How much freedom an air carrier receives is determined by many different factors. If the POI feels that the air carrier is inexperienced or has a poor safety record, they may restrict certain aspects of their operation to improve safety. Conversely, if the POI feels that the air carrier demonstrates good safety standards, they may allow for more operational capability.
Two air carriers operating the same aircraft may have vastly different operational capabilities according to their respective ops specs. One air carrier may have better-trained pilots and upgraded equipment, allowing them to perform procedures that another air carrier will not be able to, for example.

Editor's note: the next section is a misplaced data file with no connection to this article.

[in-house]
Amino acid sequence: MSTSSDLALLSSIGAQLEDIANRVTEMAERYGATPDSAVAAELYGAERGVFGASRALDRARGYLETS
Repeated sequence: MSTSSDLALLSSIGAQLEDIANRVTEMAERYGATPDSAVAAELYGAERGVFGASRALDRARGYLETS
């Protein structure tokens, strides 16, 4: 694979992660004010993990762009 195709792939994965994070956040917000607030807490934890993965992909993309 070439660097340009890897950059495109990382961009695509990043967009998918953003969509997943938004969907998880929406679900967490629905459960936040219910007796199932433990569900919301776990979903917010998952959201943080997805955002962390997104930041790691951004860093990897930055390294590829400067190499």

Part 135 details the regulations for commuter operations and on-demand operations (also known as charters).
Part 135 only applies to aircraft with 30 or fewer seats or a maximum payload capacity of 7,500 pounds, including commercial helicopter operations (other than external loading (i.e., a helicopter sling), which is covered by part 133).
Think of private jets, small turbo-propeller aircraft, and commercial helicopters – these are usually part 135 operation aircraft.
An important distinction must be made between the part under which an operation falls and the aircraft it uses. A charter company, for example, may be able to fly their turbo-propeller aircraft under part 91 for a repositioning flight with no passengers, allowing fewer restrictions on that specific flight. Then, when an aspect of part 135 is met (such as a paying passenger onboard), their ops spec for part 135 is enforced.